Preserving nature is essential to the survival of economic activities such as fishing and agriculture, the European Forest Institute argued in an action plan also made public on Wednesday. Over 75% of the global food crop types rely on animal pollination, with insects playing a key role. Around 4 billion people rely primarily on natural medicines for their health care, and some 70% of drugs used for cancer come from products inspired by nature.

If humanity continues on this trajectory, we face a future where 30% to 50% of all species may be lost by the middle of the century, a report on the cost of biodiversity loss by the Paulson Institute think tank concluded in mid-September. To reverse the decline in biodiversity by 2030, the global community would need to spend between $722 and $967 billion each year over the next decade. The biodiversity finance gap stands at between $598 and $824 billion per year, the report said.

About a fifth of the world’s biodiversity resides in Brazil, with more than 100,000 animal species and 40,000 plant species—70% of the world’s identified total. The country’s importance to global biodiversity and climate give it outsize attention in plans to protect planetary resources. Brazilian President Jair Bolsonaro acknowledged Brazil’s riches, but pushed back on international designs to protect them.

“The Convention on Biological Diversity enshrines the sovereign right of states to use their natural resources in accordance with their environmental policies,” he said, “and that is precisely what we intend to do with the huge wealth of resources found in the Brazilian territory.”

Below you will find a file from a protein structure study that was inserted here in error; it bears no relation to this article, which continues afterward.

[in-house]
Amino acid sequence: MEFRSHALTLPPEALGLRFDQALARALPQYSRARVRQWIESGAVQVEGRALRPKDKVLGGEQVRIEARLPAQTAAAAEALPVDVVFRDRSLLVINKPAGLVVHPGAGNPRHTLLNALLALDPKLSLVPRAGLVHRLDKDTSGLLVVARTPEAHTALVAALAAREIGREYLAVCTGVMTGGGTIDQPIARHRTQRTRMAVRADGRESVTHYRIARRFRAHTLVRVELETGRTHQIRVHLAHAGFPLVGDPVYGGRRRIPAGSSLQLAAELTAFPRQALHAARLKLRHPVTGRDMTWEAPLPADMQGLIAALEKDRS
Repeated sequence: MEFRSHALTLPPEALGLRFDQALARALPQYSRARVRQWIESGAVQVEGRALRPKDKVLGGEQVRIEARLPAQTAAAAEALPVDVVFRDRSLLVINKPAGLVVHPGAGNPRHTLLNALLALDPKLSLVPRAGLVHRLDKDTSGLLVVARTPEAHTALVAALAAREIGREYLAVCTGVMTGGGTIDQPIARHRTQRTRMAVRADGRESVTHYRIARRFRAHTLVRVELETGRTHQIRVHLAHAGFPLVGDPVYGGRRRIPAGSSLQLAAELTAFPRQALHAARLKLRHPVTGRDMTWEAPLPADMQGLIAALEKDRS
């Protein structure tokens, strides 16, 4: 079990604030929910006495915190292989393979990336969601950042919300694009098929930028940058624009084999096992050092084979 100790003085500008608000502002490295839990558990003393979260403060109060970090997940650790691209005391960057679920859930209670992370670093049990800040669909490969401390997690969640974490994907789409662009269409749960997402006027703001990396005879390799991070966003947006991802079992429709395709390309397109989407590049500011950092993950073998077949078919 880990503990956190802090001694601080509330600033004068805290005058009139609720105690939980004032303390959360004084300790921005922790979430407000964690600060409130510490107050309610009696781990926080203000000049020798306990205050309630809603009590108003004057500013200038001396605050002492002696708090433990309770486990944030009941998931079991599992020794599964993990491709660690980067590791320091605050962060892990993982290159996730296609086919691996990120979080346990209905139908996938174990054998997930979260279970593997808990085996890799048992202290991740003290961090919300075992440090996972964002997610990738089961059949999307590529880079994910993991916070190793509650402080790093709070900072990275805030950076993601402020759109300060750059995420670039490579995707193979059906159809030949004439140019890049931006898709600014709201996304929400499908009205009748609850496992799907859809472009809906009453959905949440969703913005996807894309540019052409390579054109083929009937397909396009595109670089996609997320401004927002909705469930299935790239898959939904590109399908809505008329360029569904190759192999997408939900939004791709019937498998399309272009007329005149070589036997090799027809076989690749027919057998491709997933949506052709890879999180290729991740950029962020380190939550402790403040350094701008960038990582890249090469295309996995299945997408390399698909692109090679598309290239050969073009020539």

Leaders at the UN summit also warned that ongoing biodiversity loss was partly to blame for the emergence and spread of Covid-19. “Biodiversity loss, deforestation, the loss of farmland, animal habitat loss and the consumption of wild species are creating conditions for infectious diseases that we will soon be unable to control,” said Cyril Ramaphosa, President of the Republic of South Africa.

“You are all in positions where you can make more of a difference than most,” natural historian and broadcaster Sir David Attenborough told global leaders during a speech prior to the summit. “If ever we needed a strong signal from world leaders, from people like you, that we are going to solve this, it is now.”

Originally published by IOL